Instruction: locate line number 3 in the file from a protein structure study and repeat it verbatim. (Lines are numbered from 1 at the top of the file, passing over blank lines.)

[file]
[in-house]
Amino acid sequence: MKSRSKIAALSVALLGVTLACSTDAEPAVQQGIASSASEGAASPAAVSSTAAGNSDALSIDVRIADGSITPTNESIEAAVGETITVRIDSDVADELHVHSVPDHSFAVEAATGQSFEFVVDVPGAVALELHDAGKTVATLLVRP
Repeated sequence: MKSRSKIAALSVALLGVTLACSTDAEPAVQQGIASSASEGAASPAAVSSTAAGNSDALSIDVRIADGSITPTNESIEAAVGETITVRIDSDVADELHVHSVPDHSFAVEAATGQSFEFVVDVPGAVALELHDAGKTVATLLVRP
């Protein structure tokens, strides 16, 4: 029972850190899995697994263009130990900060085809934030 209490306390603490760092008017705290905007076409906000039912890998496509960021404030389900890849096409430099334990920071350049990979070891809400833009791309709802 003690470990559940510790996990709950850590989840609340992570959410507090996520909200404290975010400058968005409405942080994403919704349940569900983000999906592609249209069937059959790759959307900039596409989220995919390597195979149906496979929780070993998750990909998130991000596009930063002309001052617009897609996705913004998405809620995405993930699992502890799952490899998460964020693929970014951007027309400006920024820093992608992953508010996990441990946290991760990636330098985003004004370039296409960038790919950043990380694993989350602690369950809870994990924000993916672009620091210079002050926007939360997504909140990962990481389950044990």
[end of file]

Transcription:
Repeated sequence: MKSRSKIAALSVALLGVTLACSTDAEPAVQQGIASSASEGAASPAAVSSTAAGNSDALSIDVRIADGSITPTNESIEAAVGETITVRIDSDVADELHVHSVPDHSFAVEAATGQSFEFVVDVPGAVALELHDAGKTVATLLVRP